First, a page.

If this happens, just revert back to four smaller meals for a while. You can try transitioning to three meals a little later.
Remember, it’s important to not exercise your puppy outside until they have completed their full vaccine schedule. If your puppy has completed his vaccines, you can start to walk or exercise him outside.
Puppies need less exercise than you might think, even though they can seem full of energy!
Some breeders suggest 5 minutes of exercise per month of age – so a maximum 15 minute walk outside for a 12 week old puppy.
This timeframe doesn’t include time spent playing and running around in the house.
Overexercising your puppy can cause problems with your dog’s joints as they grow. It can strain vulnerable growing dogs, and lead to issues like hip dysplasia.
So, make sure to avoid over-exercising your puppy. Especially if you have a large breed dog.
There are some general care things you should be doing while your dog is young. Make sure he is used to grooming and bathing by occasionally giving him a brush or a bath.
Use lots of treats so your puppy associates these experiences with something great!
Make sure your puppy is happy for you to touch him all over – including his paws, ears and tail. This means you can check his body for any injuries and abnormalities, especially as he grows.
This will also help you check for any problems like ticks or fleas.
Your puppy is still likely to sleep a lot. So don’t feel the need to constantly be playing with him. Just enjoy how cute your sleeping puppy is!
12 Week Old Puppy Summary
Raising and caring for a 12 week old puppy can take a lot of energy and time! But, it’s worth it when you see how your dog is developing.
Make sure you’re sticking to a proper training and socialization schedule for your puppy. And, don’t put your pup on the ground outside unless it has finished with his vaccinations.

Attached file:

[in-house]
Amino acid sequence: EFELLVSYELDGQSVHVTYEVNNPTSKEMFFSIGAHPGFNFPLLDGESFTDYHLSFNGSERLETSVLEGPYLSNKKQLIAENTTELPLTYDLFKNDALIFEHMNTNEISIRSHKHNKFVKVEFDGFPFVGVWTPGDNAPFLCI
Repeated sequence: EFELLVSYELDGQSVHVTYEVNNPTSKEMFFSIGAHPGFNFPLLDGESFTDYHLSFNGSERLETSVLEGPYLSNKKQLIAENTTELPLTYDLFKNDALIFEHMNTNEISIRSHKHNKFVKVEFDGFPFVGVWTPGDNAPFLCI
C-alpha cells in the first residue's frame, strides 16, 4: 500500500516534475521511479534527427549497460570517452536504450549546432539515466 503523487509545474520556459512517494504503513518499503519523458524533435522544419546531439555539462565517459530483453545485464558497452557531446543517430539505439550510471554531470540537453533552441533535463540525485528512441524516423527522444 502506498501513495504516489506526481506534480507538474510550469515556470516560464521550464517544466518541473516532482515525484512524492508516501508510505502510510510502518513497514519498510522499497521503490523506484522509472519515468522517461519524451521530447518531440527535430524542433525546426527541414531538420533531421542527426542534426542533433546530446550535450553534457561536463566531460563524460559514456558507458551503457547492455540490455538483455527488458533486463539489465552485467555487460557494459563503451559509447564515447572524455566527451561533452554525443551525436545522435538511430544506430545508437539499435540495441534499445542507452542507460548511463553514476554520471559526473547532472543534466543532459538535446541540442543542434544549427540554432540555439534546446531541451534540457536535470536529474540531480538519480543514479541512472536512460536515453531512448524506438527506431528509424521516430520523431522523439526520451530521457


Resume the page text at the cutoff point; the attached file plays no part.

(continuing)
We would love to hear about your experiences with your own puppies in the comments.
What have you found to be the most rewarding part of owning a 12 week old puppy?
More Puppy Guides
If you’re looking for more help and tips raising your puppy, take a look at some of the guides below.
- Puppy Toys
- Puppy Supplies Checklist
- Homemade Puppy Treats
- Advice On Raising A Puppy When You Work Full Time
- Puppy Teething and Teeth
References and Resources
- Trangerud, C. (et al), ‘A Longitudinal Study on Growth and Growth Variables in Dogs of Four Large Breeds Raised in Domestic Environments’, Journal of Animal Science (2007)
- Duxbury, M. (et al), ‘Evaluation of Association Between Retention in the Home and Attendance at Puppy Socialization Classes’, Journal of the American Veterinary Medical Association (2003)
- Cannas, S. (et al), ‘Puppy Behavior When Left Home Alone: Changes During the First Few Months After Adoption’, Journal of Veterinary Behavior (2010)
- Perez-Guisado, J. (et al), ‘Evaluation of the Campbell Test and the Influence of Age, Sex, Breed, and Coat Color on Puppy Behavioral Responses’, Canadian Journal of Veterinary Reseach (2008)
The Labrador Site Founder
Pippa Mattinson is the best selling author of The Happy Puppy Handbook, the Labrador Handbook, Choosing The Perfect Puppy, and Total Recall.
She is also the founder of the Gundog Trust and the Dogsnet Online Training Program
Pippa's online training courses were launched in 2019 and you can find the latest course dates on the Dogsnet website